COLUMBIA — A major backer of President Donald Trump says his focus has shifted to business since he returned to South Carolina.
The only likely way that would change is if Trump launches another presidential bid, said Ed McMullen, Trump's ambassador to Switzerland.
McMullen focused on diplomacy and business as he spoke May 24 at the Columbia Rotary meeting, describing his four-year tenure in Bern, Switzerland.
McMullen, who settled in Charleston after returning home in January, said he has no political plans to seek office himself.
"Never, ever, ever," he said.
He said the former president remains the most popular figure among likely Republican primary voters, according to early polls, if he wants to run again.
“He’s clearly the front-runner in any race you see, and I think he feels like he has unfinished business," McMullen said.
If Trump did run again and seek his help, he would have it, McMullen said.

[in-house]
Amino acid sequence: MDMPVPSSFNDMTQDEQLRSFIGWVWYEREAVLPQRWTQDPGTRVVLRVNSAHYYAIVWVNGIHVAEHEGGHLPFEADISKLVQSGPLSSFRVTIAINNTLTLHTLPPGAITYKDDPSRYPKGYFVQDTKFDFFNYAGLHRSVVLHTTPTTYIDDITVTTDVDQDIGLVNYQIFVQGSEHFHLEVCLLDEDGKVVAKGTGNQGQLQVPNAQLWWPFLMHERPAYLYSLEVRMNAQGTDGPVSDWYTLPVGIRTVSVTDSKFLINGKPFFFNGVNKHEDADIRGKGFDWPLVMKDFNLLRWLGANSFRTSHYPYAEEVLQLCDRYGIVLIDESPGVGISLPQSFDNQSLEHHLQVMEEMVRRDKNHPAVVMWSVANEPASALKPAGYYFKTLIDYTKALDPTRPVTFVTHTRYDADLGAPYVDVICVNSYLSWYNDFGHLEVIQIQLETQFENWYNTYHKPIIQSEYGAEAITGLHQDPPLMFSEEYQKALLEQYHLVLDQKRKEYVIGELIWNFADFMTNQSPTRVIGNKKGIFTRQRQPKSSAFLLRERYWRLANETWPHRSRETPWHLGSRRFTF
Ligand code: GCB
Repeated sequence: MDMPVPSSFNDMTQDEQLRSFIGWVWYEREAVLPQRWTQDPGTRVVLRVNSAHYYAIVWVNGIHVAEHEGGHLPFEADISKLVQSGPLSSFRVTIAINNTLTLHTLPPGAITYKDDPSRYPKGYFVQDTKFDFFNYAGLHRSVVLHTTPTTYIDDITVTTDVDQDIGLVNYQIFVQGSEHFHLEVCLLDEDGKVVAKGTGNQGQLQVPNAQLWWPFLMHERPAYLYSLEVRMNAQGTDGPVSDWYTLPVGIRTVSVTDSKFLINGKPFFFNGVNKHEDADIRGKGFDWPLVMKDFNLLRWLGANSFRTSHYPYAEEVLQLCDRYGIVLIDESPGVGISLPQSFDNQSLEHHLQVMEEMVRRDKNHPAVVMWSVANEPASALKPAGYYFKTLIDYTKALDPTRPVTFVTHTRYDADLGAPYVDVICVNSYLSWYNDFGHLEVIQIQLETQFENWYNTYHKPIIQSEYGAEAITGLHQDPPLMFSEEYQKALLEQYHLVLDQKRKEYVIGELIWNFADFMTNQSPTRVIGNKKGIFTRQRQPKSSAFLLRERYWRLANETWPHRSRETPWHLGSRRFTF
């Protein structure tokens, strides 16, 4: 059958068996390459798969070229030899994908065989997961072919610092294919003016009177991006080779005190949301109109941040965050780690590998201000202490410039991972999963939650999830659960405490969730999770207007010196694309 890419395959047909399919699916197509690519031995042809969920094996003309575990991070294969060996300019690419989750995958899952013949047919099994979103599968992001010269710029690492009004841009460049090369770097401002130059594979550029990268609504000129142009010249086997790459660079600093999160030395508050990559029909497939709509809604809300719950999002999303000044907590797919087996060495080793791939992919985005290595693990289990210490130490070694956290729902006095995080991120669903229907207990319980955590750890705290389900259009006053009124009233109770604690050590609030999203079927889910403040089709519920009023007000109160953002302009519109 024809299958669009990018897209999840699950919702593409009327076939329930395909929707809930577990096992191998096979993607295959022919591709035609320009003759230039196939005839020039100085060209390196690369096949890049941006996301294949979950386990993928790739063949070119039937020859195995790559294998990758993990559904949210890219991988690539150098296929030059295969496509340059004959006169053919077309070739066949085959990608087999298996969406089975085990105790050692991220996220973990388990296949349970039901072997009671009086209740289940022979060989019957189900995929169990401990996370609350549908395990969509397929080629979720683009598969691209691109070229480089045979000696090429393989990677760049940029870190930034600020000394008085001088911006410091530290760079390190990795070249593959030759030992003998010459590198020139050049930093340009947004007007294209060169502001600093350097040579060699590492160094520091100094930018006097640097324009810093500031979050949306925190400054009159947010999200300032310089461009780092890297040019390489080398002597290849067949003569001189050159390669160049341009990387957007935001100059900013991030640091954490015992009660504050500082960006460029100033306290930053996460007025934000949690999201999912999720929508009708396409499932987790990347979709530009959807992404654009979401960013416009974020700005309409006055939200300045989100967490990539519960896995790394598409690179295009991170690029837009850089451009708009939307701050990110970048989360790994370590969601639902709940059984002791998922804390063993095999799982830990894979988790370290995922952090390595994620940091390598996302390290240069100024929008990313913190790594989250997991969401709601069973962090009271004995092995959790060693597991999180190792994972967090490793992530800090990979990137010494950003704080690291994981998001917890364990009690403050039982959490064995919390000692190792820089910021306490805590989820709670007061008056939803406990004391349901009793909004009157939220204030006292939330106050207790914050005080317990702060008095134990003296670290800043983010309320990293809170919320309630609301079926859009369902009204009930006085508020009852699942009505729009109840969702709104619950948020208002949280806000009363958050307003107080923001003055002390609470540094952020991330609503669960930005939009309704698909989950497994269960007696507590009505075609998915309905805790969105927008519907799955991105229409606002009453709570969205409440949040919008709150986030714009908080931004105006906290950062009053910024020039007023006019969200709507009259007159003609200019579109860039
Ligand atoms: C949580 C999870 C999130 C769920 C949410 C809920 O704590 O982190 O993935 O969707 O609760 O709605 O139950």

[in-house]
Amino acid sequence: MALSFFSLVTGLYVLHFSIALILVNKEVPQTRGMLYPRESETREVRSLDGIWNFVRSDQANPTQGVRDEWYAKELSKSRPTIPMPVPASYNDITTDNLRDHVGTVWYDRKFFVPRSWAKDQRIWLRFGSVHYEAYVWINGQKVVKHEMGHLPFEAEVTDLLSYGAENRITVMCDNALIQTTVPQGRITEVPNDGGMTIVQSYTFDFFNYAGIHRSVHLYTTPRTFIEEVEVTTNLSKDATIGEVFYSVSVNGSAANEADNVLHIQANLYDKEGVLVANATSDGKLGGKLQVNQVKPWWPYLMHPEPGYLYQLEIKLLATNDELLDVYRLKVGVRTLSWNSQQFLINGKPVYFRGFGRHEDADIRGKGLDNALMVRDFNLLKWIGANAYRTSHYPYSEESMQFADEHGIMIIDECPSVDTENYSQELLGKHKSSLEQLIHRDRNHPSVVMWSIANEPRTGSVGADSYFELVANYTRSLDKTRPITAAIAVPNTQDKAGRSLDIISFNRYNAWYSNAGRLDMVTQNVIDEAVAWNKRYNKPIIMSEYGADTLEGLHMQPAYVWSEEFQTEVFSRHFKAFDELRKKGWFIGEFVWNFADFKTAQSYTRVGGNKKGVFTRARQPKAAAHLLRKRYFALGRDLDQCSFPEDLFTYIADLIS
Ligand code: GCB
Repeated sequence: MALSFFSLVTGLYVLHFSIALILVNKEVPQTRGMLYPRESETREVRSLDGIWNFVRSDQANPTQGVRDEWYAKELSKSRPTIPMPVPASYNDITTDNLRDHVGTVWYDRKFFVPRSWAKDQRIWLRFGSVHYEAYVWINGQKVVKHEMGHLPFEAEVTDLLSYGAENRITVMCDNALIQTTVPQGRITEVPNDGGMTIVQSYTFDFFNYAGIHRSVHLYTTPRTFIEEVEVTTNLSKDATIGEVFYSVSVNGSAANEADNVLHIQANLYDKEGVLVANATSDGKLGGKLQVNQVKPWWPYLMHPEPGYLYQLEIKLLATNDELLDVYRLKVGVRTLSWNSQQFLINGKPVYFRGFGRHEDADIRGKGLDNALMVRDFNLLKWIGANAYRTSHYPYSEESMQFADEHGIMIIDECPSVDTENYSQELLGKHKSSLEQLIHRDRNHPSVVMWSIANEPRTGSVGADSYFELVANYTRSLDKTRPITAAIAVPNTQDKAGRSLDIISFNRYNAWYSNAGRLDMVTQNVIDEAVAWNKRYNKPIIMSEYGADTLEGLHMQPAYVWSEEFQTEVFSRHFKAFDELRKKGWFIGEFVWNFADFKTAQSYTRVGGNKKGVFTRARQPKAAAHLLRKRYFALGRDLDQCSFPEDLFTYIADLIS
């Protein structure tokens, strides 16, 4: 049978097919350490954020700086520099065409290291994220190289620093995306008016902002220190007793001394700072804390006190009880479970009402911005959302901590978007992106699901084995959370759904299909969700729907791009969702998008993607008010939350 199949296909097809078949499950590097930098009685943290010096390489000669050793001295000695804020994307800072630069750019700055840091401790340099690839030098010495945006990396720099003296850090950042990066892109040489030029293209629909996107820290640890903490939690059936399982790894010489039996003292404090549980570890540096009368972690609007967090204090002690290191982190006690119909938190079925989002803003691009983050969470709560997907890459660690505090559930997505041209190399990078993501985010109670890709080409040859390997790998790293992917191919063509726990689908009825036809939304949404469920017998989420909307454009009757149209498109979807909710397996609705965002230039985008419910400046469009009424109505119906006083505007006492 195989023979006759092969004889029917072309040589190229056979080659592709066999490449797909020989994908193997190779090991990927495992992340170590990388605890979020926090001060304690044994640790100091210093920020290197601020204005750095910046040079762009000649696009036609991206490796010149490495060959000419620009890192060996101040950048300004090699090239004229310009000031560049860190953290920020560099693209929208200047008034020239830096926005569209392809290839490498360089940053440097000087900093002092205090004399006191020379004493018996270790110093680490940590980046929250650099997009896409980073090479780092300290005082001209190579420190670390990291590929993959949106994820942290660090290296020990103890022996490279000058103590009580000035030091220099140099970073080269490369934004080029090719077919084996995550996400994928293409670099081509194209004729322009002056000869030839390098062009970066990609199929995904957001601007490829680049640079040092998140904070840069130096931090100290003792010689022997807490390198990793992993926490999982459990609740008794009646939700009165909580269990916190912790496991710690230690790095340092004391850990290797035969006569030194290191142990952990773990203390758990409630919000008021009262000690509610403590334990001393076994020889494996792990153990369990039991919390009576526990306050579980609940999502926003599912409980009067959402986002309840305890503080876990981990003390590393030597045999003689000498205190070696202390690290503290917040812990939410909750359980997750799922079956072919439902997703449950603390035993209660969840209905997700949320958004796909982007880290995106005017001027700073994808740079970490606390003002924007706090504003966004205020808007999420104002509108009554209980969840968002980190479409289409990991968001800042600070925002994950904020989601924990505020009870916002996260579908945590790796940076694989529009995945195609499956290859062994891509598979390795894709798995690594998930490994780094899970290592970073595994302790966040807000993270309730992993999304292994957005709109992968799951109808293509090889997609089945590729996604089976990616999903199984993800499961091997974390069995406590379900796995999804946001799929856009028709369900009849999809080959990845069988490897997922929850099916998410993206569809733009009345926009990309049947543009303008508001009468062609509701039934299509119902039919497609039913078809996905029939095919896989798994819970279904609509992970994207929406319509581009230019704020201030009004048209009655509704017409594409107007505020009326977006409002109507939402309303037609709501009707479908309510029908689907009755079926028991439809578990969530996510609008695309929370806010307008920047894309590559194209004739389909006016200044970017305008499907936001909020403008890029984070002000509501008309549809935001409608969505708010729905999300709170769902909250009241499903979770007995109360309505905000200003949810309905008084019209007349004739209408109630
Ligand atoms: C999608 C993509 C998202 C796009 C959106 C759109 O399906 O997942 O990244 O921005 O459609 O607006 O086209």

Having known Trump for decades, McMullen was one of the first to back him in South Carolina, acting as his S.C. campaign director.
McMullen previously led the S.C. Policy Council, a conservative think tank, and operated his own communications firm in the state.
For now, McMullen said he would like to focus on business, which also was the prime focus of his ambassadorship.
McMullen is a partner at Bartons Family Capital, an equity fund based in London.
Building stronger ties between Swiss companies and the U.S. market was a major achievement of his term as ambassador — a post he said Trump urged him to take after he rejected the idea of a role in Washington, D.C.
Switzerland moved up from eighth to sixth for foreign investment in the United States during his term, McMullen said.
During his time there, he also was able to work with the Swiss government to help get two Americans released from captivity in Iran. The Swiss ties were crucial because the United States for decades had no diplomatic relations with Iran, he said.
Now he's looking to build on the economic ties he built there both through work at Bartons and through economic development work for the law firm of Adams and Reese in its Columbia office.
"Politics today has gotten so bitter and negative, I just don’t have any interest in participating in it," McMullen said.